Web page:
Another complicating factor is that studies to establish the normal range of PSA levels have been conducted primarily in populations of white men. Although expert opinions vary, there is no clear consensus regarding the optimal PSA threshold for recommending a prostate biopsy for men of any racial or ethnic group.
In general, however, the higher a man’s PSA level, the more likely it is that he has prostate cancer. Moreover, a continuous rise in a man’s PSA level over time may also be a sign of prostate cancer.
If a man who has no symptoms of prostate cancer chooses to undergo prostate cancer screening and is found to have an elevated PSA level, the doctor may recommend another PSA test to confirm the original finding. If the PSA level is still high, the doctor may recommend that the man continue with PSA tests and DREs at regular intervals to watch for any changes over time.
If a man’s PSA level continues to rise or if a suspicious lump is detected during a DRE, the doctor may recommend additional tests to determine the nature of the problem. A urine test may be recommended to check for a urinary tract infection. The doctor may also recommend imaging tests, such as a transrectal ultrasound, x-rays, or cystoscopy.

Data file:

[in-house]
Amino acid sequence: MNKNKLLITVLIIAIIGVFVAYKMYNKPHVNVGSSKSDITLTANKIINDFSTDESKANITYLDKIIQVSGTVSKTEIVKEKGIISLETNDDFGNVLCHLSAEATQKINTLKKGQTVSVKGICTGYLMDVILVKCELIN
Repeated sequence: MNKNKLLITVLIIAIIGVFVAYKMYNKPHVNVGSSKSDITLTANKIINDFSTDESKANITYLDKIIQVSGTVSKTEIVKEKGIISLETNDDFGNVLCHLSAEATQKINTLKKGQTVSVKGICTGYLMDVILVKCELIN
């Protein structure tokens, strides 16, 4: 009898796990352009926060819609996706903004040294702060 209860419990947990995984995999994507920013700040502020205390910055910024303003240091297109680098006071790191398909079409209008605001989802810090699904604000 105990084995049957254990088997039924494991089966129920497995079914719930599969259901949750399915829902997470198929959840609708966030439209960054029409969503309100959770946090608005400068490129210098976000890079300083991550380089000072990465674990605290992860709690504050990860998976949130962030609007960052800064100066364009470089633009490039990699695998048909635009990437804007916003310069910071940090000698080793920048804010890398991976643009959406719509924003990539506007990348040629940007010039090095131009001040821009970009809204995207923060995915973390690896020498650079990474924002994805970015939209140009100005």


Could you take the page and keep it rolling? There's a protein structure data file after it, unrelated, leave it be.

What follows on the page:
If prostate cancer is suspected, the doctor will recommend a prostate biopsy. During this procedure, multiple samples of prostate tissue are collected by inserting hollow needles into the prostate and then withdrawing them. Most often, the needles are inserted through the wall of the rectum (transrectal biopsy). A pathologist then examines the collected tissue under a microscope. The doctor may use ultrasound to view the prostate during the biopsy, but ultrasound cannot be used alone to diagnose prostate cancer.
Depending on the laboratory and hospital, the normal range for Prostate-Specific Antigen (PSA) Test may vary. Please discuss with your doctor any questions you may have about your test results.
Hello Health Group does not provide medical advice, diagnosis or treatment.
Prostate-Specific Antigen (PSA) Test. https://www.cancer.gov/types/prostate/psa-fact-sheet#q3. Accessed October 25, 2018.
Prostate-Specific Antigen (PSA) Test. https://medlineplus.gov/lab-tests/prostate-specific-antigen-psa-test/. Accessed October 25, 2018.
PSA test. https://www.mayoclinic.org/tests-procedures/psa-test/about/pac-20384731. Accessed October 25, 2018.
Review Date: November 5, 2018 | Last Modified: November 5, 2018